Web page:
Define Church – What is the Church? – Mark Brand 06142020

In this livestream recording from Antioch Church in the heart of Downtown Dallas, Texas, Pastor Mark Brand talks about the significance of what the Church is, in a series of messages dealing with the Book of Acts. Find out more at: www.MarkBrand.org / www.TeamAntioch.com. Antioch Church – Helping People Everywhere Know Jesus and Love Others…!

My latest podcast episode

Define Church – The Day of Pentecost II – Mark Brand 06072020

In this livestream recording from Antioch Church in the heart of Downtown Dallas, Texas, Pastor Mark Brand talks about the significance of the Day of Pentecost in a series of messages dealing with the Book of Acts. Find out more at: www.MarkBrand.org / www.TeamAntioch.com. Antioch Church – Helping People Everywhere Know Jesus and Love Others…!

My latest podcast episode

Early Pentecostal Hermeneutics and Female Empowerment

Early North American Pentecostals allowed women to engage in a wide spectrum of spiritual leadership activities, including the public preaching and teaching of Scripture when men were present in the audience. My research for my M.A. Dissertation at the University of Birmingham (U.K.), which included a thorough review of all of their extant newspapers (1906-1908), led me to conclude that the right of women to minister in these ways was so widely considered to be a desirable and godly form of praxis that the authors and editors of these journals did not feel any particular need to defend or explain their position.

This was the result of several factors:

First, experiential evidence of the Holy Spirit’s sovereign gifting carried tremendous weight as Pentecostals evaluated all manner of manifestations and issues, including questions pertaining to biblically appropriate female empowerment.

Second, understanding the mechanics of embodied Spirit fulness and gifting as something more akin to actual Spirit possession than to mere Spirit influence confirmed and strengthened Early North American Pentecostal belief that God had clearly chosen to empower women for ministry functions.

Third, the initial perception of gender-inclusive xenolalia as a God-given means for missionaries to overcome linguistic barriers to the communication of the Gospel was taken as added proof that women could be called to preach.

Fourth, the widespread conviction that the Pentecostal movement was the fulfillment of Joel’s end-time prophecy pre- disposed early North American Pentecostals towards gender-inclusive ministry and provided them with an identity framework that linked all of the above factors together in a synergistic relationship.

These realities were undergirded by a pneumatologically-centered hermeneutical method that accorded great value to legitimate spiritual experience, both externally in the acts of God in human history and internally through supernatural illumination of the human mind and spirit during the consideration of the biblical text. The pattern within the early North American Pentecostal newspapers and the interpretive models advanced by both Archer and Thomas parallel the approach taken by the Early Church in its evangelistic efforts and are supremely biblical.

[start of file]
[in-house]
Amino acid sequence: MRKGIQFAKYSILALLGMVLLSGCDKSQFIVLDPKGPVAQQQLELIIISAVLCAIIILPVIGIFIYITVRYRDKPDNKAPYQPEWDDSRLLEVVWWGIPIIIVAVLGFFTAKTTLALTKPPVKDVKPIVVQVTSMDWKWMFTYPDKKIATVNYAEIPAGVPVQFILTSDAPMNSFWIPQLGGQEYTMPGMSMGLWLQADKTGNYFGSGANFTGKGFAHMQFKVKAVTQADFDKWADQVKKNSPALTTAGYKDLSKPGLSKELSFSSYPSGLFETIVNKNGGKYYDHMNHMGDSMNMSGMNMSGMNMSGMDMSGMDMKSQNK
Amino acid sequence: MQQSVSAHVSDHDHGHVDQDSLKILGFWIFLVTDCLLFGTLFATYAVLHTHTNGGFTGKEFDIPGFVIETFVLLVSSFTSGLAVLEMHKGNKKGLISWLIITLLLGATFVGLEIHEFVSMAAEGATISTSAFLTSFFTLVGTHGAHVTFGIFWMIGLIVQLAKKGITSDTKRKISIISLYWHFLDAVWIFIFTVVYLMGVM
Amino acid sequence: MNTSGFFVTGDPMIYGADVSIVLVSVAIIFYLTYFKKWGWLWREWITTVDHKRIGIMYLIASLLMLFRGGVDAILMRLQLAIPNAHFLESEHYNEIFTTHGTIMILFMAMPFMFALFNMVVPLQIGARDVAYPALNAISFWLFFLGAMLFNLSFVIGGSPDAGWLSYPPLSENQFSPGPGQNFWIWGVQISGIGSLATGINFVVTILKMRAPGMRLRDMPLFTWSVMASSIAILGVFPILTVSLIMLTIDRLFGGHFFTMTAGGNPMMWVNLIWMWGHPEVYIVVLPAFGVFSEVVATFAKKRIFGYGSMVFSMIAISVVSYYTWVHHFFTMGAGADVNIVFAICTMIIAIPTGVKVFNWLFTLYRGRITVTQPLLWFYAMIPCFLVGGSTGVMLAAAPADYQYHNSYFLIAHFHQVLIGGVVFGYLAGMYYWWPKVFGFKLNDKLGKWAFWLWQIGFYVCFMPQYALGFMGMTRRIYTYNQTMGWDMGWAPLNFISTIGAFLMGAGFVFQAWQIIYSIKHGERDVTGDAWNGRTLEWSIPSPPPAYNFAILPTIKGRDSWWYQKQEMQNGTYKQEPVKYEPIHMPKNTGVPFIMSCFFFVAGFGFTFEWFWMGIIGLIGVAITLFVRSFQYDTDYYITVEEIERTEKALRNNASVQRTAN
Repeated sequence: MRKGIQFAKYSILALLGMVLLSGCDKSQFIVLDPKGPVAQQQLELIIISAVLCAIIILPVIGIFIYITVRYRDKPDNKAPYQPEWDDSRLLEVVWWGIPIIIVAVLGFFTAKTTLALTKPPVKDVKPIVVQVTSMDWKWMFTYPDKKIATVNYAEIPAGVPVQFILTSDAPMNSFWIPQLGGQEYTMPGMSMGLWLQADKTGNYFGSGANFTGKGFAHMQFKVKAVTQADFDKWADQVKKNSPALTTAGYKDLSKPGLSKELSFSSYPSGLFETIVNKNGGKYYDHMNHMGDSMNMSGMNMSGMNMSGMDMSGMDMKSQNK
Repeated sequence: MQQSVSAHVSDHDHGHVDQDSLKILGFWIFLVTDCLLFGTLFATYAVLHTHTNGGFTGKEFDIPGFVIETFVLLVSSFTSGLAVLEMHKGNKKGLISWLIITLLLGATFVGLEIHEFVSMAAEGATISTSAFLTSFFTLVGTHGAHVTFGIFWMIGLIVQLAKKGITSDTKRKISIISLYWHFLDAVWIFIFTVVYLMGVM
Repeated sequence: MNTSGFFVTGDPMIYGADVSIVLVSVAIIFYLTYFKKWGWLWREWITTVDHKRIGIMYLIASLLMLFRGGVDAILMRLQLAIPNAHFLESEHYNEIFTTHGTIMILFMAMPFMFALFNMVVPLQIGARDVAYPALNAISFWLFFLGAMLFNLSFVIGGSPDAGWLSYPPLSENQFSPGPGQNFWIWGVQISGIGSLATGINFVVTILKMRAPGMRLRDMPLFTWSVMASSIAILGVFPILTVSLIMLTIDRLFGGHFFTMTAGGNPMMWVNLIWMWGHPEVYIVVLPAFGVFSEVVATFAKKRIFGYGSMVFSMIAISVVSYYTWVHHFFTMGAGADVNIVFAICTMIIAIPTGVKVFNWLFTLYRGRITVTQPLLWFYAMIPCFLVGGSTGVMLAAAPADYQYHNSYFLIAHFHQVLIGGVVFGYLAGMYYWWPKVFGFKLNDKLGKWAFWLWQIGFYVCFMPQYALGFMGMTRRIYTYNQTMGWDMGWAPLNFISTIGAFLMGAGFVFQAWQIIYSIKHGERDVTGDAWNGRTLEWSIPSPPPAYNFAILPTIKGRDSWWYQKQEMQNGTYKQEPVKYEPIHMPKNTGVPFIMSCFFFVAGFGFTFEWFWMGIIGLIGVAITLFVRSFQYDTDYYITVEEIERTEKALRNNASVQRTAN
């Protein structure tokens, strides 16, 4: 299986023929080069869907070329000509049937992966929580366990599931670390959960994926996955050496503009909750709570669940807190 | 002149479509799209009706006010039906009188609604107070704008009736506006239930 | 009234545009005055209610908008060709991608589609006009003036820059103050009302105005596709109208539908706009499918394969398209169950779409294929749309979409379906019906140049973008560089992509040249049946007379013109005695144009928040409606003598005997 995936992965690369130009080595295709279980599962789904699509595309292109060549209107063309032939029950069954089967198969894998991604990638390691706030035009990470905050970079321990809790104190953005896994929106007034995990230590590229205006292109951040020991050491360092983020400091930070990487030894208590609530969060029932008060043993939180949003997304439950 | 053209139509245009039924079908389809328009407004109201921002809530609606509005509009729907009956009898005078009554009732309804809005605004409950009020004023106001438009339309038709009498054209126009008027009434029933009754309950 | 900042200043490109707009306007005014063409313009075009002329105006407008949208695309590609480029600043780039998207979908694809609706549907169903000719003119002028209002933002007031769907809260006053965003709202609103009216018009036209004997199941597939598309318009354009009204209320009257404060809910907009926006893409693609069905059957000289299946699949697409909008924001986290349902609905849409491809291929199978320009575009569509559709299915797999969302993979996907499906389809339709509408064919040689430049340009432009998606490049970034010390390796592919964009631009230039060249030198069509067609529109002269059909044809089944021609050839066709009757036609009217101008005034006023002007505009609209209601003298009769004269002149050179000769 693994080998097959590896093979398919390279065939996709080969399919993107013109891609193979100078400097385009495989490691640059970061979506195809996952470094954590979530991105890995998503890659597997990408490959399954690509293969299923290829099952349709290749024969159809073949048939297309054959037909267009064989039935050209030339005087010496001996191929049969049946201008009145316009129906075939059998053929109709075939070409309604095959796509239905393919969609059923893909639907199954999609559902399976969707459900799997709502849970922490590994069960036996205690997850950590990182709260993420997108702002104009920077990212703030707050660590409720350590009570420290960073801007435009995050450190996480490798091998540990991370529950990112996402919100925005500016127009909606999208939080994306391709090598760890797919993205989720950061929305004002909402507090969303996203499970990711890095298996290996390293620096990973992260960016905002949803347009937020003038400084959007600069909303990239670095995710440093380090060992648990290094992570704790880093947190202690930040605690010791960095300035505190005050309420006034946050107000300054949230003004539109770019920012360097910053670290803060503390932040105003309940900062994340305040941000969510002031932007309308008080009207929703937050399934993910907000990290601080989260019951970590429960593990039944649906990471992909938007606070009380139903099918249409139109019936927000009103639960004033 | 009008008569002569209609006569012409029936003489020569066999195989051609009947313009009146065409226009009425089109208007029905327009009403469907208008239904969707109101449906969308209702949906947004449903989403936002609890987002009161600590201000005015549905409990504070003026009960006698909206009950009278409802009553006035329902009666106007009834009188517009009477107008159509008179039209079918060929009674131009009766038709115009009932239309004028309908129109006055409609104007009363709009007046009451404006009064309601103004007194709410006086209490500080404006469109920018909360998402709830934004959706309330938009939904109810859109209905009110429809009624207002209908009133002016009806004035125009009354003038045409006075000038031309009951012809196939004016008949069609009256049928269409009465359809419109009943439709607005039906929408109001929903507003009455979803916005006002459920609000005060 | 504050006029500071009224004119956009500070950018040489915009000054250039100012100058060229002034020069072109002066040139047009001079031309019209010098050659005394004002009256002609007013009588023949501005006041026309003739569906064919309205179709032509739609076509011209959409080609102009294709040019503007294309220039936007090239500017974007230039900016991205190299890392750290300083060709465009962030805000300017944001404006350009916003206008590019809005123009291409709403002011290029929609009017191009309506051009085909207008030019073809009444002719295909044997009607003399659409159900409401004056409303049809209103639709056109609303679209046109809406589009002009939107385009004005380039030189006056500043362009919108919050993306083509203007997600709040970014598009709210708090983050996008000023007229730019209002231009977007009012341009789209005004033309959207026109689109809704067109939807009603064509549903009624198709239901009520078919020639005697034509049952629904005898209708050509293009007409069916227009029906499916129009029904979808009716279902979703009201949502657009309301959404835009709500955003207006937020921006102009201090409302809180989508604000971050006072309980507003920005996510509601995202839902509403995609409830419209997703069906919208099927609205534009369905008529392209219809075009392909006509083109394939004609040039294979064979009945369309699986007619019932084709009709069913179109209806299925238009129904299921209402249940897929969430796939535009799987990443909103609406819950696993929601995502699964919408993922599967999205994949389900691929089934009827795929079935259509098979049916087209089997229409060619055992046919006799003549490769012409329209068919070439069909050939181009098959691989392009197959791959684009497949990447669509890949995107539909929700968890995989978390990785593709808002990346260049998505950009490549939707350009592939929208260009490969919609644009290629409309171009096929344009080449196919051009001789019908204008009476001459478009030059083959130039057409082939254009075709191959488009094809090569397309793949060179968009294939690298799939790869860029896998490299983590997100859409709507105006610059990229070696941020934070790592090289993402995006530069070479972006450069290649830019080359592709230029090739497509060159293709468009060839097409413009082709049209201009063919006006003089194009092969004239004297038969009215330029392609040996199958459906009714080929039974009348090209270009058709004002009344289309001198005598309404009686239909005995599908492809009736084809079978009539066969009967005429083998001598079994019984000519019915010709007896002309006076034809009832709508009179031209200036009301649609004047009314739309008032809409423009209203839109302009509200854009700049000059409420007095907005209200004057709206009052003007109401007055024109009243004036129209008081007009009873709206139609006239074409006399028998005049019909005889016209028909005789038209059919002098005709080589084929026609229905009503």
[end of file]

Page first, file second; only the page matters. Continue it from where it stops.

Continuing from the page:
Simply put, the faith of the first Christian disciples and the Gospel they preached were grounded in historical events rather than in concepts or ideas. At its heart were the narratives of human experience connected to the birth, life, ministry, death, burial, and resurrection of Jesus. These experiential testimonies carried such weight in early Christian thinking that it caused them to reevaluate and, in some instances, totally change the way they viewed the Hebrew Scriptures. They wrote the New Testament in order to document, understand, defend, and ultimately communicate these experiential truths. Since their faith flowed out of and rested upon a foundation of experience, it is not surprising that experience also weighed heavily in their hermeneutical thought processes, including during the Council at Jerusalem. Similarly, when the earliest North American Pentecostals became convinced that the risen Christ was deliberately and actively pouring out the Holy Spirit upon them, distributing gifts as a function of His divine prerogative, this profoundly informed the way they viewed and interpreted the Scriptures relative to the question of women in ministry and leadership.

If you would like to find out more about my research in this area, you can obtain a free copy of my entire dissertation by clicking here. It is entitled, “Theological and Hermeneutical Considerations Regarding Female Empowerment Within Early North American Pentecostalism (1906-1908).”

God’s Plan for Women in the Last Days

I have been asked by a Christian university abroad to record five hours of teaching explaining what the Bible says about women preachers and leaders. In the attached series of YouTube videos entitled, “God’s Plan for Women in the Last Days,” I set forth my understanding the biblical basis for this by means of an overview of what the Scriptures say about this subject. Please note that these videos were recorded “live-to-tape.” Although they are unpolished and contain thoughts that I want to develop further, they represent the essence of my thinking this issue.